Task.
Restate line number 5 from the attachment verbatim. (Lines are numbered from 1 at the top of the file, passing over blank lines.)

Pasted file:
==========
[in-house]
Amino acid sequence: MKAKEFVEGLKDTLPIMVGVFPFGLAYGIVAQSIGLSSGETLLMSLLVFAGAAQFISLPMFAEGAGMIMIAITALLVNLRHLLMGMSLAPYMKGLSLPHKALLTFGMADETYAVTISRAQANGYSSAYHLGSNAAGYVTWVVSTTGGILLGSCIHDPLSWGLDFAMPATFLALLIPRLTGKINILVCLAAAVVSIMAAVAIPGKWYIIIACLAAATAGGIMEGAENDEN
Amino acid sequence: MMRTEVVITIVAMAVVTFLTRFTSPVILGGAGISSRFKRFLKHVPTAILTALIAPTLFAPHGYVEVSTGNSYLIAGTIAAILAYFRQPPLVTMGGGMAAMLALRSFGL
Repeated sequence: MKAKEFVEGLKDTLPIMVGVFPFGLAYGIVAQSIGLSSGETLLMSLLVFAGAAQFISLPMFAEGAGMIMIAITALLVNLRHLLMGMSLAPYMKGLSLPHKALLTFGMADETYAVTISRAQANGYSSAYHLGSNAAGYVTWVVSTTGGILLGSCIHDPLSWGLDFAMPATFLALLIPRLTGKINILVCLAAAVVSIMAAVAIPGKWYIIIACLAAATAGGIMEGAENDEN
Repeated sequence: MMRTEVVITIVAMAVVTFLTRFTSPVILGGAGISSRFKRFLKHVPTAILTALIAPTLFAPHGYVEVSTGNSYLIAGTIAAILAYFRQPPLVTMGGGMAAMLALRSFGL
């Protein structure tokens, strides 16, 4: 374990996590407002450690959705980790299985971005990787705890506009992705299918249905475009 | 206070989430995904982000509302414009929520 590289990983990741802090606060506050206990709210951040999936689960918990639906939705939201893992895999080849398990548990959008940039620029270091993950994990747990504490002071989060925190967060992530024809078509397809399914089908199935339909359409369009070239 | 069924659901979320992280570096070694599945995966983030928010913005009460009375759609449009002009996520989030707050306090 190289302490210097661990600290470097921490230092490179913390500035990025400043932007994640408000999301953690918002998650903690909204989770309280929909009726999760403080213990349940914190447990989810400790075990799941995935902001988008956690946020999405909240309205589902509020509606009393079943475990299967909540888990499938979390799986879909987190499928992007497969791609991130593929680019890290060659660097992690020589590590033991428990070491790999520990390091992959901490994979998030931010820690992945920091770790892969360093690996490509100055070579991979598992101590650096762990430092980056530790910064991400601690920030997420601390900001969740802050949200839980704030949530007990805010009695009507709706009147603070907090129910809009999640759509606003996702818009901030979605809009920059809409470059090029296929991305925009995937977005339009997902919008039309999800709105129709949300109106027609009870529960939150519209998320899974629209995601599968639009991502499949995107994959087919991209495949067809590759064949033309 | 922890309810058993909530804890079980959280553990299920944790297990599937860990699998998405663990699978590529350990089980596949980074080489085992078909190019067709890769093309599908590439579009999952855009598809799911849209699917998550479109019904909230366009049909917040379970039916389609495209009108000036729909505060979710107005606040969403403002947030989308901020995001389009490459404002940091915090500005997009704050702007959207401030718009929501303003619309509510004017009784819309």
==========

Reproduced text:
Repeated sequence: MMRTEVVITIVAMAVVTFLTRFTSPVILGGAGISSRFKRFLKHVPTAILTALIAPTLFAPHGYVEVSTGNSYLIAGTIAAILAYFRQPPLVTMGGGMAAMLALRSFGL